Thinking At the Edge (TAE) is a second practice, alongside Focusing, developed from Eugene Gendlin’s Philosophy of the Implicit. TAE is a systematic way to think about our world and ourselves by directly referring to a felt sense.
The TAE process starts from a knowing of that which we do not yet have words to talk about. For instance, if we are a person experienced in a certain field of endeavor, we might have a vague but persistent feeling of having something to say about our area of expertise that no one is saying. During a conversation or while reading, we might sense that the statements of others in the field do not quite fit our experience. Yet we cannot exactly say how.
When we try to explicate our unique experience and our tacit knowledge, we notice that existing concepts won't do. The TAE steps encourage us to develop a fresh use of language, such that our "experiential intricacy" can be expressed. We find precise words that fit what we want to say by letting them emerge from the felt sense and by checking back with the felt sense.
Allowing ourselves to develop and use language in our own way frees us from being trapped by the usual assumptions. We become freed from the constraint of defined concepts. Newly-generated phrases can point to aspects of experience that cannot otherwise be formulated.
From relevant situations we can find new relationships which can then be generalized. Such instances support the TAE way of thinking, in which the implicit intricacy continues to function in what we say.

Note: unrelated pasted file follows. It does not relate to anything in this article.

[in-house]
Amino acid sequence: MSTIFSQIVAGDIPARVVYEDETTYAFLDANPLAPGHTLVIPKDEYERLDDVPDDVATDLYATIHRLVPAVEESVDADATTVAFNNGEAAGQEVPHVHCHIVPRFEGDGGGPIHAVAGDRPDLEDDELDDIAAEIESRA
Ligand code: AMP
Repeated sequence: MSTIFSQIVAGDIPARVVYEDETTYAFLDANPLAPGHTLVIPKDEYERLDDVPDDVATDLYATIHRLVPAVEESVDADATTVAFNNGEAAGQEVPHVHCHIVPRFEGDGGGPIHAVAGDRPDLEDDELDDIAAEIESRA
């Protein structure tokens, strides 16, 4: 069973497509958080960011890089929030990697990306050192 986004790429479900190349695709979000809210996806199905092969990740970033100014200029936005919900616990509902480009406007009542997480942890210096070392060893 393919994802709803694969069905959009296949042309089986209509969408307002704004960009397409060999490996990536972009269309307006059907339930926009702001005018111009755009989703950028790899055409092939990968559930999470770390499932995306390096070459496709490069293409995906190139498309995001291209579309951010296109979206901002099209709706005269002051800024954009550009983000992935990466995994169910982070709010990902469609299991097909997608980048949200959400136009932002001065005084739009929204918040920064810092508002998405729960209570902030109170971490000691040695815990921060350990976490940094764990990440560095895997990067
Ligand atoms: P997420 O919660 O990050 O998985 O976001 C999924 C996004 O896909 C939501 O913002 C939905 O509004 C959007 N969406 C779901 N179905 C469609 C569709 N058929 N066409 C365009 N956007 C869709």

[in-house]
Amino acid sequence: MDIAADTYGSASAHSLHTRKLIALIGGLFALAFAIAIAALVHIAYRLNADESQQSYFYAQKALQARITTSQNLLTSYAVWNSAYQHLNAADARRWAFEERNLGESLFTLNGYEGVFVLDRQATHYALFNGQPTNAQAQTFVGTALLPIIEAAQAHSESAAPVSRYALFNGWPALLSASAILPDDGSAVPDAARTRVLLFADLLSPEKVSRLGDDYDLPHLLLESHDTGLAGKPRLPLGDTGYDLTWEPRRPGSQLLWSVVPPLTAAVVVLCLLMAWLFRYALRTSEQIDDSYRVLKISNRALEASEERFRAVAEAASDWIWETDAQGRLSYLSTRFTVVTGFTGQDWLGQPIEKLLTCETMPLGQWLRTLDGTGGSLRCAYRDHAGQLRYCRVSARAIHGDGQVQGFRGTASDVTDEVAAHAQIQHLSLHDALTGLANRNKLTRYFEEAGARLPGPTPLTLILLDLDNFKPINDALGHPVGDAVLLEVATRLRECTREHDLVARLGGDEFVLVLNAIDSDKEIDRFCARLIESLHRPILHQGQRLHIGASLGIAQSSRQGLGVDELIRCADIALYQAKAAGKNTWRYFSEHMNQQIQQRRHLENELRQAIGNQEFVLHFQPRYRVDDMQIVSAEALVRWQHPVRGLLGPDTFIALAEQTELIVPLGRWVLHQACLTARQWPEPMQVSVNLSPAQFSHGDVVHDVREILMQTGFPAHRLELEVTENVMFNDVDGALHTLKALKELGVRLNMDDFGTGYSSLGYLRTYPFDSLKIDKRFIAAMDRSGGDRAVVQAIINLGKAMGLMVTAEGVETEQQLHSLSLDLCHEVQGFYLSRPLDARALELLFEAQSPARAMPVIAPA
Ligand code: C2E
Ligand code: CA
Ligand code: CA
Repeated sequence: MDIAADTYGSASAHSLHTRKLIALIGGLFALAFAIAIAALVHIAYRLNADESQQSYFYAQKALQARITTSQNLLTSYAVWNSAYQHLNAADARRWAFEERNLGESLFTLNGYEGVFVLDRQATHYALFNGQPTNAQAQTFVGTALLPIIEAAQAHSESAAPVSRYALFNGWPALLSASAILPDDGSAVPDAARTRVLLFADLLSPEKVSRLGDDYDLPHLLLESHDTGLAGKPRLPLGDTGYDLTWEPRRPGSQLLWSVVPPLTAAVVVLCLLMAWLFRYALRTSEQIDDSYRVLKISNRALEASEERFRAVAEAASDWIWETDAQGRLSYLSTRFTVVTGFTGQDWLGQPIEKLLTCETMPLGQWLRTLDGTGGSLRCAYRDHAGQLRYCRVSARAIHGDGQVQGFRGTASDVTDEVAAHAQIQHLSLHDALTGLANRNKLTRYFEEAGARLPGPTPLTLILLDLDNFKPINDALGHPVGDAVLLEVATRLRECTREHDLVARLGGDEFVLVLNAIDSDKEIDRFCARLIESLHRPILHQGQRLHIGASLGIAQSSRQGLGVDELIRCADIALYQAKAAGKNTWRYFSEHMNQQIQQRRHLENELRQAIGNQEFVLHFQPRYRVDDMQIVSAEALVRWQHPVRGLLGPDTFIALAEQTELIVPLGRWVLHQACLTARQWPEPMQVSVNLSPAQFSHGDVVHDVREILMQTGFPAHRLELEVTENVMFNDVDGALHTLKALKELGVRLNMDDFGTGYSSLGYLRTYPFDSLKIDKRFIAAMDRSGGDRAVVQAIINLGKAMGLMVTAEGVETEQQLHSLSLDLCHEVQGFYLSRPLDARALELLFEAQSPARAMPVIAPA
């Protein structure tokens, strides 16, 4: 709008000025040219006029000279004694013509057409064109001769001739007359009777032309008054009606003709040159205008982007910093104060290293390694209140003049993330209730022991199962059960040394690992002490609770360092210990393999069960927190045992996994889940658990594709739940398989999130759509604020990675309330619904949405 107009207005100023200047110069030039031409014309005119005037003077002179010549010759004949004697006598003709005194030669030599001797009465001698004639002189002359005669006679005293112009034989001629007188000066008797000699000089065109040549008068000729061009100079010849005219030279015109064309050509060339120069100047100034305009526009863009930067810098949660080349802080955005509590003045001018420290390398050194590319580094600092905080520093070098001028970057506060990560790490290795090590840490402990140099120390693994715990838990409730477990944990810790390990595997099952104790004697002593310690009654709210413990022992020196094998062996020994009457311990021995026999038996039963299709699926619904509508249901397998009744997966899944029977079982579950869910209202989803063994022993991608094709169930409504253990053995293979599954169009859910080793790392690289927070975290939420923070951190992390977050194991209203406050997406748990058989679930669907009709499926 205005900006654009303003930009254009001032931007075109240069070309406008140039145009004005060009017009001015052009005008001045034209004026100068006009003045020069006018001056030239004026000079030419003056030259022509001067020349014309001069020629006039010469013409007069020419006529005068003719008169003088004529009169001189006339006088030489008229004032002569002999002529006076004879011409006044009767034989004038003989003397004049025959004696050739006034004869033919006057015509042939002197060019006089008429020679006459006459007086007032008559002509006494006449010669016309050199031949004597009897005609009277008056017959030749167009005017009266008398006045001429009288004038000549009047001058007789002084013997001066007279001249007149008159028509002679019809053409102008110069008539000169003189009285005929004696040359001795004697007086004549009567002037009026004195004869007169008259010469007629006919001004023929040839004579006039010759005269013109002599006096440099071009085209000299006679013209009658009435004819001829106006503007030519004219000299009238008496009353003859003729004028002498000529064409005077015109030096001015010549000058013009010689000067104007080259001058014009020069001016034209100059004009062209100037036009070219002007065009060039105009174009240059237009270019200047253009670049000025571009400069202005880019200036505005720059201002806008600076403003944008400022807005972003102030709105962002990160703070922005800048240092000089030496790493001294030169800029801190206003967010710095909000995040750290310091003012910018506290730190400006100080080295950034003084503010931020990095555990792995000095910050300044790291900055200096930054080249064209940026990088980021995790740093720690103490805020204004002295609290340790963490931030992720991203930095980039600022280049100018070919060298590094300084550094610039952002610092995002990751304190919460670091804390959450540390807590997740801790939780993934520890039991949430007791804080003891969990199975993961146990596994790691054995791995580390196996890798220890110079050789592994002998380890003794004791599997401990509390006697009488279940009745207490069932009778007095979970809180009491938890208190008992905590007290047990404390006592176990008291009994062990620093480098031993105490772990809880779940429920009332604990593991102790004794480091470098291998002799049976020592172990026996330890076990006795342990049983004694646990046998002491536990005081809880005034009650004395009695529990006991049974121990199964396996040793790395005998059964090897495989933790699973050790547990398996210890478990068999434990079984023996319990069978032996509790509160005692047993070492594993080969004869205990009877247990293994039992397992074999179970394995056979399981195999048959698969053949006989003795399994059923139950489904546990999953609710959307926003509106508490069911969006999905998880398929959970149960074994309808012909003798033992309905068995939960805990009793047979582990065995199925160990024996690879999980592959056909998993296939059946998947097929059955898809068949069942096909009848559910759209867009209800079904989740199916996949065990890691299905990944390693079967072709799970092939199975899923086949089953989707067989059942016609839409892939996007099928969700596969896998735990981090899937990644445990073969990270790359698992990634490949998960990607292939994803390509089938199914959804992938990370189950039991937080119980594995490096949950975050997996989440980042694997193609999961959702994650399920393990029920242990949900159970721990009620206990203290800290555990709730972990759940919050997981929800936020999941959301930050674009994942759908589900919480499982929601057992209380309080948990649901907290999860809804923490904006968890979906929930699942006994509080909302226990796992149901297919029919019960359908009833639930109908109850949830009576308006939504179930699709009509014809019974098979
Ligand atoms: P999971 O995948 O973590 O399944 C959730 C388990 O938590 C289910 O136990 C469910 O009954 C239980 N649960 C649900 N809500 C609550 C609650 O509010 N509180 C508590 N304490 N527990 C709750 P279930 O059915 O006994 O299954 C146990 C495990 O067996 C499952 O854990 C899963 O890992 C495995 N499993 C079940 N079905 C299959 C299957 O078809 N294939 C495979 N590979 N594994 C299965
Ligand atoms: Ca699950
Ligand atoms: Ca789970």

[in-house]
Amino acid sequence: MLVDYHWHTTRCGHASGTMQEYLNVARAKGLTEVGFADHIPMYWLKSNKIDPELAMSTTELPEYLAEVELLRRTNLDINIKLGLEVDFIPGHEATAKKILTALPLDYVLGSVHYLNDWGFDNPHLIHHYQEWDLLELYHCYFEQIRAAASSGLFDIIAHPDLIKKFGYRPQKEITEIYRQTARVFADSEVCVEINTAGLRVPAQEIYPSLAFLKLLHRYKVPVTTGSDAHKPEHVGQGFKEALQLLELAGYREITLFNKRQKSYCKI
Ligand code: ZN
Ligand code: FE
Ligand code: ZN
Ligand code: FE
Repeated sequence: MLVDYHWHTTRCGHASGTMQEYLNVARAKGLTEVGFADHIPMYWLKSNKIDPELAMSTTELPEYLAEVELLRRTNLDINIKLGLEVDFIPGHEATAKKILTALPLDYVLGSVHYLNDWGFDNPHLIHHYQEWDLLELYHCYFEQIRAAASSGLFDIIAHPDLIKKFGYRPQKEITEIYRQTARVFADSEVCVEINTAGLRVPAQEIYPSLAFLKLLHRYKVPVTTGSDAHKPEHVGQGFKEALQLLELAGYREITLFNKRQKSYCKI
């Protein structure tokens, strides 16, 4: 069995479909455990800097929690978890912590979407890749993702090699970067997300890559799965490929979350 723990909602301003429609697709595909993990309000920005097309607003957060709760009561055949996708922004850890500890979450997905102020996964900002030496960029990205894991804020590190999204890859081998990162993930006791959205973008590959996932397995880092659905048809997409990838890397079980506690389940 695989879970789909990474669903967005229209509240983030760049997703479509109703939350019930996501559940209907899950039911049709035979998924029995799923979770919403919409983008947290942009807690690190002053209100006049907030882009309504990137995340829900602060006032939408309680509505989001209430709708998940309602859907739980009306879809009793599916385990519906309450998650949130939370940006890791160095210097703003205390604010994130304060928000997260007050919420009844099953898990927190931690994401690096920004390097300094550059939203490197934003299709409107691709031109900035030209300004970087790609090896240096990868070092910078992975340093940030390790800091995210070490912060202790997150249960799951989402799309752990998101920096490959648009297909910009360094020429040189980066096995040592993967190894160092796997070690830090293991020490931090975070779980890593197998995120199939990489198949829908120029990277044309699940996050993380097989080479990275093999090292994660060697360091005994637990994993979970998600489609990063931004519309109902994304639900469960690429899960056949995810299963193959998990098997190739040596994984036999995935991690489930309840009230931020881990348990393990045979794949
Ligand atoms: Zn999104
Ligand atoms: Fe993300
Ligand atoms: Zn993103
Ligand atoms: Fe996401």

Within our freshly generated sentences, we can then find and separate out new terms which are themselves internally related in a new pattern. This can be the starting point for a kind of theory which is both logical and experiential.
Based on Gendlin’s University of Chicago course on "Theory Construction," the 14 TAE steps were formulated within a five-year project, in which Eugene Gendlin, Kye Nelson, Mary Hendricks-Gendlin, Teresa Dawson and Nada Lou participated.
“Making this method systematic is not only useful in thinking, but reveals a whole new field of rules, a new kind of logic, a new way of understanding what the powers of thinking always were, and strong additions to these powers.” (Gendlin, A Process Model, p. 206)
TAE Steps Short Form (English)
Nada Lou, A Bird's-Eye View on TAE STEPS
Gendlin, E. Introduction to Thinking at the Edge 2004, The International Focusing Institute Folio
Kevin C. Krycka (2006) Thinking at the Edge: Where Theory and Practice Meet to Create Fresh Understandings, Indo-Pacific Journal of Phenomenology, 6:sup1, 1-10, DOI: 10.1080/20797222.2006.11433935
TAE Steps Introduction
(Info by producer) This DVD was originally produced in 2002, the first time TAE (in 14 Steps) was taught as Gene Gendlin's second philosophical practice. Mary Hendricks-Gendlin introduces the video. She was Director of The Focusing Institute at that time. The full video is now available in DVD format